New rumors point to Apple eying Macs based on ARM chips
Apple is undoubtedly testing ARM-based Macs internally and has been for some time. The question is, when -- or even if -- it will make the switch? A new rumor says it may be getting closer.
Brooke CrothersFormer CNET contributor
Brooke Crothers writes about mobile computer systems, including laptops, tablets, smartphones: how they define the computing experience and the hardware that makes them tick. He has served as an editor at large at CNET News and a contributing reporter to The New York Times' Bits and Technology sections. His interest in things small began when living in Tokyo in a very small apartment for a very long time.
Apple continues to work on ARM-based versions of its Mac line, according to spate of reports from blogs that follow Apple.
So, is Apple considering OS X-based Macs using its own A series processors or other ARM processors? Yes (it would be dumb if it didn't). Will Apple actually make the move to ARM, from Intel, in a real product? That's what we don't know (yet).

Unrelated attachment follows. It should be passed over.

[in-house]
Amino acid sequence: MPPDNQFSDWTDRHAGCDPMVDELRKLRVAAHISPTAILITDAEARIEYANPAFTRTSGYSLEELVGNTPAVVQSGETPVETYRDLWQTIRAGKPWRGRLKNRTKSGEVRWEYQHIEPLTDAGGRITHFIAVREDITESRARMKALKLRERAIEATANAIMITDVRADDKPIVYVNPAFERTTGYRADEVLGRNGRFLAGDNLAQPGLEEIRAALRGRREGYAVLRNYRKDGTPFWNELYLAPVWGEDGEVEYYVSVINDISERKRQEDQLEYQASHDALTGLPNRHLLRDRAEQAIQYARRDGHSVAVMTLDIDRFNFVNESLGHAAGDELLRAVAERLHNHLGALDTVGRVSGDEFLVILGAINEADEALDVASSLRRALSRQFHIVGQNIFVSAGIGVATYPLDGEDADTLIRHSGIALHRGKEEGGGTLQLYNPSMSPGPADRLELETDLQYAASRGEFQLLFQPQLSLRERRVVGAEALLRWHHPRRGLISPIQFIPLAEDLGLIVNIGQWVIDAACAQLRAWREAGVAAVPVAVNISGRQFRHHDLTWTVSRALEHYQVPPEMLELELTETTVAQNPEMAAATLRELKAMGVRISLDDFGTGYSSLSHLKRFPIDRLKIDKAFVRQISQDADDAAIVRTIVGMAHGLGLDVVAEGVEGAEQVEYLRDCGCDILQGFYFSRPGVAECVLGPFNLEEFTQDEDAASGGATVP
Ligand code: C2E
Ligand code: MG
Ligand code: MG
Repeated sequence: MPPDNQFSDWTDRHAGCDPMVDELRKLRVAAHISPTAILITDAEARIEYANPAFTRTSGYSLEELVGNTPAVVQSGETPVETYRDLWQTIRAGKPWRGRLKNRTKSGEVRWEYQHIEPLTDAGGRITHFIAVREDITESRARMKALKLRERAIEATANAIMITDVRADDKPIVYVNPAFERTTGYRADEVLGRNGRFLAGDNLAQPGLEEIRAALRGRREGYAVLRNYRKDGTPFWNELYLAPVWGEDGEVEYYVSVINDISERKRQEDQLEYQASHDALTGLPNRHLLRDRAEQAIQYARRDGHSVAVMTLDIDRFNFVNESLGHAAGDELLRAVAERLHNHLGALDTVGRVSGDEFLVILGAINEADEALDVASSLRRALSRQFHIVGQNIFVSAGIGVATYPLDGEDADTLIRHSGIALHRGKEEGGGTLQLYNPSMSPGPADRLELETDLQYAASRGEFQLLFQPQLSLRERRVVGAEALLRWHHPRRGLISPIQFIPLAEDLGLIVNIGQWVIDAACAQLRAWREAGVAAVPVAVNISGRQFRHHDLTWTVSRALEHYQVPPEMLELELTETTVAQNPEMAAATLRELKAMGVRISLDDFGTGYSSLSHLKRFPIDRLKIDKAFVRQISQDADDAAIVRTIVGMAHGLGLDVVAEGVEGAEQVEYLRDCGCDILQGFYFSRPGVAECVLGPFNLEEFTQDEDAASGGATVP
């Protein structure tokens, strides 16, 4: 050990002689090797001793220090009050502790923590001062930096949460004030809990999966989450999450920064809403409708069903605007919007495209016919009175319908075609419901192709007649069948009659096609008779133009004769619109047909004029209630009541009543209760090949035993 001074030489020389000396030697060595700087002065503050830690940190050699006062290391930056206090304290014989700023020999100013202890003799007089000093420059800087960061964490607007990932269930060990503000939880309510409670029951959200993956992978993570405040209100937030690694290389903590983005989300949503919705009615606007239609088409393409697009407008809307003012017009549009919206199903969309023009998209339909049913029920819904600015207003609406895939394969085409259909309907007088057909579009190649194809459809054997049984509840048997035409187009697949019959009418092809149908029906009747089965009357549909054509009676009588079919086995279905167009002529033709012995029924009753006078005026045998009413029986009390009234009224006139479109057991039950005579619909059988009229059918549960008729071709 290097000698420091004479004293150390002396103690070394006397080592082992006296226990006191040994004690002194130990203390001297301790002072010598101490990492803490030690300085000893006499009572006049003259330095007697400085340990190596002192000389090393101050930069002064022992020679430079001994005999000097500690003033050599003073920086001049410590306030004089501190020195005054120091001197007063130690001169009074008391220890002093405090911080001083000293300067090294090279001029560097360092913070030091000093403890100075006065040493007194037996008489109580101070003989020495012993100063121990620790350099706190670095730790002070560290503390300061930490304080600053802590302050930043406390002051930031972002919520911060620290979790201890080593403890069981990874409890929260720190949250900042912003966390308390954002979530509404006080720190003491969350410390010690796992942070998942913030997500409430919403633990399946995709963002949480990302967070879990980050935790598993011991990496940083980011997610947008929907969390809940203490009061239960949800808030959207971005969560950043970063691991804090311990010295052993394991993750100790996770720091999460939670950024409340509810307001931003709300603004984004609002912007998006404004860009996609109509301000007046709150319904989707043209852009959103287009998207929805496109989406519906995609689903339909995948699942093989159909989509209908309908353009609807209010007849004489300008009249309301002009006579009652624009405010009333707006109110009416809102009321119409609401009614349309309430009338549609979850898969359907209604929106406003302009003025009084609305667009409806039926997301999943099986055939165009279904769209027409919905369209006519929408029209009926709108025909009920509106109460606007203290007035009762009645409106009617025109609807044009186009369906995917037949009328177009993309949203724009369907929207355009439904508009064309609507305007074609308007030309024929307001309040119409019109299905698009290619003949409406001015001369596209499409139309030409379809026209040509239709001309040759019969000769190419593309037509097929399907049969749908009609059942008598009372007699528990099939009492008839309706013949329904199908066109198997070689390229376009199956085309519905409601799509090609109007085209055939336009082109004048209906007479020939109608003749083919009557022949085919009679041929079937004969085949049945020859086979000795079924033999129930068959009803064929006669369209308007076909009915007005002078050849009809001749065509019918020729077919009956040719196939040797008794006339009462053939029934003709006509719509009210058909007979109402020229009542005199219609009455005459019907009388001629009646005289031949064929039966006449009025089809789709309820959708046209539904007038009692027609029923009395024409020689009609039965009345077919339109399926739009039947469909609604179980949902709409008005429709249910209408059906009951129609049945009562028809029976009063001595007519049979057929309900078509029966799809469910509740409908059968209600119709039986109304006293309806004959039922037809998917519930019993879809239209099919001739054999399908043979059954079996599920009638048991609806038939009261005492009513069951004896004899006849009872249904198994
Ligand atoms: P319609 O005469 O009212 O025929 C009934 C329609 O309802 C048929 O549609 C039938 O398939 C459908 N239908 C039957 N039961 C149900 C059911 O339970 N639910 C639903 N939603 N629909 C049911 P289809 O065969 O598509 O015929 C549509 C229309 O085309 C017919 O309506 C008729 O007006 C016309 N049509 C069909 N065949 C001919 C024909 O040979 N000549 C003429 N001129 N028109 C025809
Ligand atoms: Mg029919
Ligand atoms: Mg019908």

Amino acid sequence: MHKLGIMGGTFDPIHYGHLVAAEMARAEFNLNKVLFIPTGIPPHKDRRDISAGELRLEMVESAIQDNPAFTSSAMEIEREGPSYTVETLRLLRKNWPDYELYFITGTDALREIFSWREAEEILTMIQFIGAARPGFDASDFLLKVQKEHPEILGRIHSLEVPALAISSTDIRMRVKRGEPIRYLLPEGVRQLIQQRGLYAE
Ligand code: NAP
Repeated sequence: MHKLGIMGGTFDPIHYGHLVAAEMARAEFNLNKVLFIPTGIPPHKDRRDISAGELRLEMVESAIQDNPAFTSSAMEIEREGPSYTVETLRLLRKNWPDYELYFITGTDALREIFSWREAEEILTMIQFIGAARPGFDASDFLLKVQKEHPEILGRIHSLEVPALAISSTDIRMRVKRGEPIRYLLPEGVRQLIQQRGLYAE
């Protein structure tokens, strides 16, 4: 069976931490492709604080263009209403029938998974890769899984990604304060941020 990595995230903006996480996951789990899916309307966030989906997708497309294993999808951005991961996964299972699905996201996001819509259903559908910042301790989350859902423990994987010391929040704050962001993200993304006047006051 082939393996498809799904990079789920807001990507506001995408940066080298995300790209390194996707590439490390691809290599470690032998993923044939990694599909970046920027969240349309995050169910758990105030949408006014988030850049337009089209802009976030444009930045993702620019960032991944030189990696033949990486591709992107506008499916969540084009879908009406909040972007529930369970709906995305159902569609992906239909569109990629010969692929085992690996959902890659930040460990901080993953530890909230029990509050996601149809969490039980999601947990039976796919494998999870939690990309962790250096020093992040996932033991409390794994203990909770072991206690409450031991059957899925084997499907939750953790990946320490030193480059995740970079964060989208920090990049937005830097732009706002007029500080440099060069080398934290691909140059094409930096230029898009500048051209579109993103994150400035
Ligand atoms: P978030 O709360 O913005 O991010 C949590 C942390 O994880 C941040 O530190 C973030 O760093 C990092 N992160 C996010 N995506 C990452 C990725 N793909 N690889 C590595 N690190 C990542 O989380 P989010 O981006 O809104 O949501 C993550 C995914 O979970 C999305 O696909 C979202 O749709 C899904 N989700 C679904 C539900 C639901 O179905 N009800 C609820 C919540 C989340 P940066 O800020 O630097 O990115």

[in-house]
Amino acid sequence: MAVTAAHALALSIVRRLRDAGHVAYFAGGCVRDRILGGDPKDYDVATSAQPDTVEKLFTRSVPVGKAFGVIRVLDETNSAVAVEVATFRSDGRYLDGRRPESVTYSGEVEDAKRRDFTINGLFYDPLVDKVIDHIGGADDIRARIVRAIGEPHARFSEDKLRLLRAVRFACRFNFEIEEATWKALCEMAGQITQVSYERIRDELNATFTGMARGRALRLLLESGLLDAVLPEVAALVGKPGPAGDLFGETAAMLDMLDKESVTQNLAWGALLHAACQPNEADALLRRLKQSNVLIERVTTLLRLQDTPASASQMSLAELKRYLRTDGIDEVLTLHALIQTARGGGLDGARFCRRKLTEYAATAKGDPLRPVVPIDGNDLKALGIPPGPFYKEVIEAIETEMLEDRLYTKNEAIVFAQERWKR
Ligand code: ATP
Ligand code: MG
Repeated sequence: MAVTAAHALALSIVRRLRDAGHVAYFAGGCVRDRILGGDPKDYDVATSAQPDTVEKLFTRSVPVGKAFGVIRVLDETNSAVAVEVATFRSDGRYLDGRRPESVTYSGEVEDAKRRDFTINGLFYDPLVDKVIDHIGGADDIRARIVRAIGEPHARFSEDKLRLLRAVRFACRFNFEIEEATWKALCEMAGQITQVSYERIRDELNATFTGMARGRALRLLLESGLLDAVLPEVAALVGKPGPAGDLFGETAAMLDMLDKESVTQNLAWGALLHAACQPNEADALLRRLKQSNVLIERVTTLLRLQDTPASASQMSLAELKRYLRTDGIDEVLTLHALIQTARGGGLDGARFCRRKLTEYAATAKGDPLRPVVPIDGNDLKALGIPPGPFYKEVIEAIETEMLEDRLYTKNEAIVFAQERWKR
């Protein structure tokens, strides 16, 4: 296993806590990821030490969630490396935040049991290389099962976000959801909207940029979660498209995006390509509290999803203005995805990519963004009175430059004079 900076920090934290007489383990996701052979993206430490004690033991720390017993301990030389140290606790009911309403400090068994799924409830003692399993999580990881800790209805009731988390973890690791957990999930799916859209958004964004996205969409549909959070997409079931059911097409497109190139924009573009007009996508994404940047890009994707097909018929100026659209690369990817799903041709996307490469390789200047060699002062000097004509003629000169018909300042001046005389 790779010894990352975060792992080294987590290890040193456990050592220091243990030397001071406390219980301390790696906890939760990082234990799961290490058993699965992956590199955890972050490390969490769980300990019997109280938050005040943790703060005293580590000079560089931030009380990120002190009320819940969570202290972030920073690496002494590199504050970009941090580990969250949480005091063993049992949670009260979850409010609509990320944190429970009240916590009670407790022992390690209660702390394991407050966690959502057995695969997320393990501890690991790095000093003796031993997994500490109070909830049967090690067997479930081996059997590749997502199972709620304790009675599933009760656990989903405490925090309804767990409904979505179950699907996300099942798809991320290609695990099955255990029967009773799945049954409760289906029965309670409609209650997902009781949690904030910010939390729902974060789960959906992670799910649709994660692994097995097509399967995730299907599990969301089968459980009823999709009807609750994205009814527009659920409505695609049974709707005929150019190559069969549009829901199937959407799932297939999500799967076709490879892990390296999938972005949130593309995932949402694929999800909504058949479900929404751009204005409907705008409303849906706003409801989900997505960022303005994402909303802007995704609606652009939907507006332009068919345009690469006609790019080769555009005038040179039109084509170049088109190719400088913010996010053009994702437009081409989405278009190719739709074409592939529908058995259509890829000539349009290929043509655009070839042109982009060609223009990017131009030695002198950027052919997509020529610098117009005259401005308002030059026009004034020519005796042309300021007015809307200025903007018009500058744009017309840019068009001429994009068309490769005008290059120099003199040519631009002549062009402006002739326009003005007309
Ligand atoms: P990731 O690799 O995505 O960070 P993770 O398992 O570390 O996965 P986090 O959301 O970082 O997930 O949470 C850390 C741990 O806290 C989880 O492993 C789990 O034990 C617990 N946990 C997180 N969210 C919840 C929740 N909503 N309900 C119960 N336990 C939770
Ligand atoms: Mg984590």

But reports from MacRumors and other blogs on Monday claim that Apple is actively developing ARM-based Macs, including an iMac, Mac Mini, and 13-inch MacBook.
The machines, as rumored, come with a new keyboard that integrates "a large-format Magic Trackpad," MacRumors said.
Of course, this also presumes that an OS X equivalent operating system is running on Apple's ARM processors.
It's important to note that this rumor isn't from a traditional source like KGI analyst Ming-Chi Kuo but rather a French-language Apple site, MacBidouille (which MacRumors cites). And the fact that MacBidouille claims multiple 64-bit quad-core processors inside the rumored devices (the iPad Air and ARM-based Chromebooks, for example, use just one) is peculiar.
Put aside all the rumors for a minute, though, and consider what Apple has been saying ever since it announced the 64-bit A7 processor last September: its A series processors are now 64-bit and offer "desktop-class" performance.
Fast forward to the A8 processor (rumored successor to the A7), which will likely be considerably faster than the A7 and be offered in quad-core variants, making it at least theoretically suitable for a low-end Mac.